The disadvantage of this approach, however, is that the rate you receive will be lower. Again, the Pensions Advisory Service on 0845 601 2923 is a useful first port of call if you are unsure what to do.

Around 427,000 households in the over-70 age groups are either three months behind with a debt repayment or subject to some form of debt action such as insolvency, according to the Consumer Credit Counselling Service (CCCS).

Its figures also show that those aged 60 or older who came to the CCCS for help last year owed an average of £22,330. Whether you are retired or not, the best way to tackle debt problems is head on.

Free counselling services from the likes of CCCS and Citizens Advice can help with budgeting and dealing with creditors.

Importantly, they can also conduct a welfare benefits check to make sure you are receiving the pension credit, housing and council tax benefits, attendance and disability living allowances you are entitled to.

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The average UK pensioner household faces a £111,400 tax bill in retirement as increasing longevity means pensioners are living on average up to 19 years past the age of 65, according to figures from MetLife. And every year in retirement adds an extra £5,864 in direct and indirect taxes based on current tax rates to the costs for the average pensioner household. You can be forced to go bankrupt if you fail to pay your taxes, so it is vital to factor these costs into your retirement planning.It is also important to check that you are receiving all the benefits and tax breaks you are entitled to if you want to make the most of your retirement cash.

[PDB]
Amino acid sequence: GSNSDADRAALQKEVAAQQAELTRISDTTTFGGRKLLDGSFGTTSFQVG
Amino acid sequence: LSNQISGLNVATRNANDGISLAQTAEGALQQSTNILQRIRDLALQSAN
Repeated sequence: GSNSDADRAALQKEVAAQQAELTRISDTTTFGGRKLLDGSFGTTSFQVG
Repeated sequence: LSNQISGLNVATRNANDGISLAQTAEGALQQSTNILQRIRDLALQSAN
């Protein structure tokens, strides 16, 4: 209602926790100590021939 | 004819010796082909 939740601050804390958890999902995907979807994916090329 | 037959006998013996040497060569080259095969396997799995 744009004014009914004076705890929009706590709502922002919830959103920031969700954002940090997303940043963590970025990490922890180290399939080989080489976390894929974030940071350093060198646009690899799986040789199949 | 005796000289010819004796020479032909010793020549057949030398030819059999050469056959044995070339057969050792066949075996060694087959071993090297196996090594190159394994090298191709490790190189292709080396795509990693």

The cost of a room in a care home in many parts of the country is now over £30,000 a year, according to figures from Prestige Nursing and Care. So even if the prime minister announces a cap on care costs - last year the economist Andrew Dilnot called for a new system of funding which would mean that no one would pay more than £35,000 for lifetime care - families will still face huge accommodation costs. Ways to cut this cost include opting for home care rather than a care home. Jonathan Bruce, managing director of Prestige Nursing and Care, said: "For older people who may need care in the shorter term, home care is an option which allows people to maintain their independence for longer while living in their own home and should be included in the cap." However, the only other answer is to save more while you can.
Older Britons are often targeted by unscrupulous criminals - especially if they have a bit of money put away. For example, many over 50s were victims of the so-called courier scam that tricked into keying their pin numbers into their phones and handing their cards to "couriers" who visited their homes. It parted consumers from £1.5 million in under two years. Detective Chief Inspector Paul Barnard, head of the bank sponsored dedicated cheque and plastic crime unit (DCPCU), said: "Many of us feel confident that we can spot fraudsters, but this type of crime can be sophisticated and could happen to anyone." The same is true of boiler room scams that target wealthier Britons with money to invest, offering "once-in-a-lifetime" opportunities to snap up shares at bargain prices. Tactics to watch out for include cold calling, putting you under pressure to pay up or lose the opportunity for good, and claiming to have insider information that they are prepared to share with you.